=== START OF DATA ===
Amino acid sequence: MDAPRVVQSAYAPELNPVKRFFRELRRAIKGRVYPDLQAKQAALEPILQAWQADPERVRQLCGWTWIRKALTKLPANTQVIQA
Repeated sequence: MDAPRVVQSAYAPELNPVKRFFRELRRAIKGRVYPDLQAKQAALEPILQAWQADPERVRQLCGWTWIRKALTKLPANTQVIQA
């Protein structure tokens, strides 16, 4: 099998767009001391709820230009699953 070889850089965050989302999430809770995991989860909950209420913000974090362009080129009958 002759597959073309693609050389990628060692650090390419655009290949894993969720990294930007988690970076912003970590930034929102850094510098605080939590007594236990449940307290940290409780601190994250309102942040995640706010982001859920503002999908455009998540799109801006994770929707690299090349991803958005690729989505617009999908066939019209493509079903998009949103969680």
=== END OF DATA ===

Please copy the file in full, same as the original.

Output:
Amino acid sequence: MDAPRVVQSAYAPELNPVKRFFRELRRAIKGRVYPDLQAKQAALEPILQAWQADPERVRQLCGWTWIRKALTKLPANTQVIQA
Repeated sequence: MDAPRVVQSAYAPELNPVKRFFRELRRAIKGRVYPDLQAKQAALEPILQAWQADPERVRQLCGWTWIRKALTKLPANTQVIQA
């Protein structure tokens, strides 16, 4: 099998767009001391709820230009699953 070889850089965050989302999430809770995991989860909950209420913000974090362009080129009958 002759597959073309693609050389990628060692650090390419655009290949894993969720990294930007988690970076912003970590930034929102850094510098605080939590007594236990449940307290940290409780601190994250309102942040995640706010982001859920503002999908455009998540799109801006994770929707690299090349991803958005690729989505617009999908066939019209493509079903998009949103969680």